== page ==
00:18:49   replaces it yeah I want a thing that [TS]

00:18:50   shows me the sound and I chop it up with [TS]

00:18:52   a little cursor and you know like I had [TS]

00:18:54   basic needs and it took a long time on a [TS]

00:18:55   Mac os10 error before I found sound [TS]

00:18:58   studio yeah you don't you don't need to [TS]

00:18:59   be a genius or go to a class at the [TS]

00:19:02   Apple store to figure out how to use it [TS]

00:19:03   you can just launch it and record [TS]

00:19:05   something and edit it and hit delete and [TS]

00:19:08   hit save and it works yep [TS]

00:19:10   and OGG Vorbis I know it's big for you [TS]

00:19:12   you know you're miss categorizing your [TS]

00:19:14   like if you're gonna make fun of me for [TS]

00:19:16   being nerdy you got to figure out what [TS]

00:19:17   I'm nerdy about that's like a sort of a [TS]

00:19:19   you know free software neckbeard kind of [TS]

00:19:21   thing I don't think I've ever even had [TS]

00:19:23   an OGG Vorbis file on my hard drive [TS]

00:19:26   alone let alone playable funny it's [TS]

00:19:28   funnier that way no it would be funnier [TS]

00:19:31   if you did like DRM encrypted AAC files [TS]

00:19:33   like all my audio has fair play and you [TS]

00:19:36   still haven't talked about he's a [TS]

00:19:37   crapple fanboy he's still I haven't [TS]

00:19:39   talked about I encrypt yeah I'm not well [TS]

00:19:42   this they always gets kicked off the [TS]

00:19:43   follow up you know wait until at the [TS]

00:19:46   lines released and we can have a whole [TS]

00:19:47   show on ink written so this show though [TS]

00:19:50   now the big reveal 20 minutes in what [TS]

00:19:53   are we talking about today so last week [TS]

00:19:55   when we were going through the topic [TS]

00:19:57   list in the end the tail end of the show [TS]

00:19:59   you were looking at these three ones [TS]

00:20:01   that I recently [TS]

00:20:02   added that sort of fit the format of [TS]

00:20:04   what's wrong with blank we're blank is [TS]

00:20:05   some well-known company yeah and since I [TS]

00:20:08   didn't think single one of those [TS]

00:20:10   companies I had enough to say about to [TS]

00:20:11   fill I'll show we're going to do three [TS]

00:20:12   of them today and I'll try to get [TS]

00:20:13   through them quickly and what's wrong [TS]

00:20:16   with like exactly there's lots of things [TS]

00:20:17   wrong with everything right so we're [TS]

00:20:18   trying to look for the most significant [TS]

00:20:20   challenge that these companies have and [TS]

00:20:22   I don't think the things I'm going to [TS]

00:20:23   pick are particularly like people going [TS]

00:20:26   to be blown away fry them because no one [TS]

00:20:27   ever thought and they're the obvious [TS]

00:20:29   things that are wrong with these [TS]

00:20:30   companies but I think it's worth talking [TS]

00:20:32   about like the biggest challenges of [TS]

00:20:33   these of these well-known companies [TS]

00:20:35   because the discussion will be [TS]

00:20:36   interesting if not the you know oh my [TS]

00:20:38   god this is amazing inside that this is [TS]

00:20:39   what's wrong with this company and in [TS]

00:20:42   that spirit I'm going to let you as [TS]

00:20:43   usual [TS]

00:20:45   try to guess what you think the most [TS]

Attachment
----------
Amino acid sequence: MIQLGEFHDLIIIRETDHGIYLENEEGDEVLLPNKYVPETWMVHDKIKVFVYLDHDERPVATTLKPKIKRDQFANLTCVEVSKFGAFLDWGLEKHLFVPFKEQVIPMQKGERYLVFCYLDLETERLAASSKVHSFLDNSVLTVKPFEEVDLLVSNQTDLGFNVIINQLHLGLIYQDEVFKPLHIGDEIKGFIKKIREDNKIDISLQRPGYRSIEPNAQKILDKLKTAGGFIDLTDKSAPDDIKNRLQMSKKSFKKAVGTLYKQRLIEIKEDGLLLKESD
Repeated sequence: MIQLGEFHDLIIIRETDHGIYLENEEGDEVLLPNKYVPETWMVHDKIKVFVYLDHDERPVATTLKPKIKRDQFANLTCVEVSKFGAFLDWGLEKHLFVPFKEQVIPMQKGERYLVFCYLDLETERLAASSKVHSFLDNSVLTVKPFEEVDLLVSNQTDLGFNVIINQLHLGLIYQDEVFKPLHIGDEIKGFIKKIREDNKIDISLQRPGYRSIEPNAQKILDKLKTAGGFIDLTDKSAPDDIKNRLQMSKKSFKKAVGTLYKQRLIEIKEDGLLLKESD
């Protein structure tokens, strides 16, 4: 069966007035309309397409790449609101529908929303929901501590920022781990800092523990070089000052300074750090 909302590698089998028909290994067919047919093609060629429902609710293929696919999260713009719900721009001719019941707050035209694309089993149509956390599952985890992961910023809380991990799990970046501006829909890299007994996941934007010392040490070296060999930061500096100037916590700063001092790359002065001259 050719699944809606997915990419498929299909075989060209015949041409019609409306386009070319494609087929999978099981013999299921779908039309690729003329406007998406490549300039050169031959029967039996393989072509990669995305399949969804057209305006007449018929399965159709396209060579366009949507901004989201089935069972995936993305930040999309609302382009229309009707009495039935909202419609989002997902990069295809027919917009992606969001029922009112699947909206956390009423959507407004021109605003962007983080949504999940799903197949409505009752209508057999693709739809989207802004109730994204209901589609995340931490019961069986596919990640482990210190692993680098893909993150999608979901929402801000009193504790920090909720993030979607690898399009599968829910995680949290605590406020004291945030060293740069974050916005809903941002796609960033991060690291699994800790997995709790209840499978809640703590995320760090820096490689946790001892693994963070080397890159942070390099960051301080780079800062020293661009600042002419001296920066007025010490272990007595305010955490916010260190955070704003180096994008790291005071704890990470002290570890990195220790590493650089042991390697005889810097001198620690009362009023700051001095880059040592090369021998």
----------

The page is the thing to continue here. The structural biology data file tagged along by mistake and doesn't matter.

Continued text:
00:20:47   significant challenge what I'm going to [TS]

00:20:48   say is the most significant challenge of [TS]

00:20:50   these companies so we're gonna start [TS]

00:20:51   with Google mmm like this is a pretty [TS]

00:20:53   easy one what do you think you can give [TS]

00:20:57   your opinion or you can try to guess [TS]

00:20:58   what I'm going to say what is the most [TS]

00:20:59   significant challenge to to Google as a [TS]

00:21:01   company at this point when you say [TS]

00:21:04   challenge you mean the thing that they [TS]

00:21:05   need to do well it's like what's wrong [TS]

00:21:08   with them like what's wrong with are [TS]

00:21:09   they doing everything perfectly do they [TS]

00:21:11   have some sort of problem what's wrong [TS]

00:21:12   with all these things what's wrong with [TS]

00:21:14   the company if you have to pick one [TS]

00:21:16   thing and get these are all companies [TS]

00:21:17   that are massively successful that are [TS]

00:21:18   really awesome companies that you know [TS]

00:21:20   are by any standard doing almost almost [TS]

00:21:23   everything right and that's why it's [TS]

00:21:24   interesting to find the one or two [TS]

00:21:25   things that they're doing wrong you know [TS]

00:21:27   I don't think it's possible for me to [TS]

00:21:29   guess what you're going to say so I want [TS]

00:21:31   you just give your own opinion I'll give [TS]

00:21:32   my own opinion of what I think it the [TS]

00:21:35   thing that strikes me as being the most [TS]

00:21:38   wrong with Google is that I I don't ever [TS]

00:21:41   feel like they have a single focus or a [TS]

00:21:46   single track that unifies all of the [TS]

00:21:48   different projects products and and [TS]

00:21:50   focuses that they they need a focus if [TS]

00:21:52   you look at what Apple is doing as a [TS]

00:21:55   company that has a supremely sharp focus [TS]

00:21:57   and compare that to what Google is doing [TS]

00:21:59   Google has so many different things [TS]

00:22:02   going on and it seems to me that that [TS]

00:22:05   they suffer because of that they're sort [TS]

00:22:07   of if you ever heard the term monkey [TS]

00:22:09   mind how about that term it's a great we [TS]

00:22:12   could talk about that at some point [TS]

00:22:14   monkey mind is if you mad [TS]

00:22:15   little monkey running around in a jungle [TS]